Take the 2-minute tour ×
Stack Overflow is a question and answer site for professional and enthusiast programmers. It's 100% free.

I've searched for the difference about the use of the keyword Handles instead of AddHandler, in VB.NET, but I'm unable to explain why this code doesn't work..

Imports System.Threading
Public Class MyClass_EventArgs
    Inherits System.EventArgs
End Class

Public Class MyClass
    Public Event MainThreadFinished(ByVal sender As Object, ByVal e As MyClass_EventArgs)
    Private WithEvents MyEvents As MyClass
    Private trd As Thread
    Public Sub New()
        'AddHandler MainThreadFinished, AddressOf Me.MyEvents_ThreadFinished
        trd = New Thread(AddressOf mainThread)
        trd.IsBackground = True
        trd.Start()
        RaiseEvent MainThreadFinished(Me, Nothing)
    End Sub
    Protected Overrides Sub Finalize()
        trd.Abort()
    End Sub
    Protected Sub MyEvents_ThreadFinished(ByVal sender As Object, ByVal e As MyClass_EventArgs) _
                Handles MyEvents.MainThreadFinished
        MessageBox.Show("AAA")
    End Sub
    Private Sub mainThread()
        RaiseEvent MainThreadFinished(Me, Nothing)
    End Sub
End Class

Well, this code never respond to the events, but if I uncomment the followin line, the code works and the messagebox appear...

'AddHandler MainThreadFinished, AddressOf Me.MyEvents_ThreadFinished

Why does this happen?

share|improve this question
    
You are trying to listen to your own event. Doesn't make sense, some other class would be interested in your event. The vb compiler only implements the senseful use of Handles. Use a virtual method if this pattern is desired. –  Hans Passant Apr 12 '12 at 13:31
    
yes, you are right, this is not a good implementation, but I wrote this for test the event system. –  user11804 Apr 12 '12 at 14:03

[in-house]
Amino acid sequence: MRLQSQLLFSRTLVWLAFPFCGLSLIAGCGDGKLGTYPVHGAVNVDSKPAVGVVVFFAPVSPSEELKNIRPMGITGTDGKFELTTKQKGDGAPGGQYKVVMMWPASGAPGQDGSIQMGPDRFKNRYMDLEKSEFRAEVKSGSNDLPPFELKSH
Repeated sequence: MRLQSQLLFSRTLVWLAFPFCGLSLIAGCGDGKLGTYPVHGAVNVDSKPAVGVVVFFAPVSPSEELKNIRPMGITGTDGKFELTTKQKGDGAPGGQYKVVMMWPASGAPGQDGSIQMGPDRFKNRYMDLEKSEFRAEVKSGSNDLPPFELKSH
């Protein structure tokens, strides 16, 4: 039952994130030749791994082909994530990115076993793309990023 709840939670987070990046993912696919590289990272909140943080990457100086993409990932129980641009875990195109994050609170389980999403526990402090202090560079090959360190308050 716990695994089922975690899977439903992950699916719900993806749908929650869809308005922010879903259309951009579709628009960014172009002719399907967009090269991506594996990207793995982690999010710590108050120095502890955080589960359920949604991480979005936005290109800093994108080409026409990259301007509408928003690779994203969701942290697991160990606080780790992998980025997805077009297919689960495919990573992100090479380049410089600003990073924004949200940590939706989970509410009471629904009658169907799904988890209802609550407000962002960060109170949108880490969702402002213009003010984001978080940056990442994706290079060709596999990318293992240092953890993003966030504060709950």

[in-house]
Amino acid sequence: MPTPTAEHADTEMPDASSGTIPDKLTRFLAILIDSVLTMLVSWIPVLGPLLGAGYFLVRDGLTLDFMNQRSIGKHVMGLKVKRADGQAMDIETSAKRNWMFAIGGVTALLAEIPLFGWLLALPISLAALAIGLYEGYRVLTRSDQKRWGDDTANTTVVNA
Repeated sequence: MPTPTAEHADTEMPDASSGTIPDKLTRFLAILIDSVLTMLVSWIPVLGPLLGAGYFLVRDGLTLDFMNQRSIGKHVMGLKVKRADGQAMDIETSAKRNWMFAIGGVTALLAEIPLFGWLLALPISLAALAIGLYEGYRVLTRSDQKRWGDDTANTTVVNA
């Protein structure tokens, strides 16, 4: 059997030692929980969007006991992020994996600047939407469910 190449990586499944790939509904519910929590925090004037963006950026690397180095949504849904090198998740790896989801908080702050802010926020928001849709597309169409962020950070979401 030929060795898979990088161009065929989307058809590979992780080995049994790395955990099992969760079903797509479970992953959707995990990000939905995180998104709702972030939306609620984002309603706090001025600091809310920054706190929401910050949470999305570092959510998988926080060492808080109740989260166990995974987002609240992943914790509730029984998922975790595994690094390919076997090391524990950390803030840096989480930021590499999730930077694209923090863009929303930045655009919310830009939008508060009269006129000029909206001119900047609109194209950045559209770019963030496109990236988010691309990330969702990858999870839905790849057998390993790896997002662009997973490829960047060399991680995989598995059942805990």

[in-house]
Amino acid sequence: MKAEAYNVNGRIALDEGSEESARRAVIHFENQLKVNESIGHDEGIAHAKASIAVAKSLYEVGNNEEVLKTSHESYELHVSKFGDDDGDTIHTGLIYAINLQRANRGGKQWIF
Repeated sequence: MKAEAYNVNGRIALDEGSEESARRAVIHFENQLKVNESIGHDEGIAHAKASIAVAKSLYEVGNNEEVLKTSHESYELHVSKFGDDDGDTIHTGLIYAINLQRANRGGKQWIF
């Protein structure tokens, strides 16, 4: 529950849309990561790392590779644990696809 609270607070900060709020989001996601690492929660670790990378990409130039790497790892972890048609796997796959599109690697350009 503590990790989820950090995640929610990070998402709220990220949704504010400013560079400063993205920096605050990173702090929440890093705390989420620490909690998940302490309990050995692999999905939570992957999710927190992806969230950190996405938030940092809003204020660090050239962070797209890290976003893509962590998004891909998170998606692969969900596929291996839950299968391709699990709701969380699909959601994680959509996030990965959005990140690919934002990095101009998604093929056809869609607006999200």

1 Answer 1

up vote 2 down vote accepted

It looks like you've made a fine discovery! Per Microsoft documentation, RaiseEvent Statement,

Non-shared events should not be raised within the constructor of the class in which they are declared. Although such events do not cause run-time errors, they may fail to be caught by associated event handlers. Use the Shared modifier to create a shared event if you need to raise an event from a constructor.

In other words, Microsoft says you shouldn't be doing what you're doing - and if you must, to use shared events.

In looking through other sources, I would say that the difference between AddHandler and Handles is a matter of syntactic sugar. You may want to look into how events are done in C# for more insight (such as in C# Events). Handles is used in conjunction with WithEvents as a way for an instance of a class to automatically subscribe to events (which is otherwise explicitly done with += in C# and with AddHander in VB.NET).

It would seem that your explicit AddHandler ensures that the event hookups are in place before the RaiseEvent, and so then it works as you wanted. I can only guess that without that, those event hookups weren't yet done - that is, it didn't work because of however the compiler inserts the code that performs the equivalent of AddHandler behind the scenes, by whatever design pattern the compiler writers deemed as appropriate. It would seem that the designers were well aware of this possible consequence, given their warning about this.

share|improve this answer

Your Answer

 
discard

By posting your answer, you agree to the privacy policy and terms of service.

Not the answer you're looking for? Browse other questions tagged or ask your own question.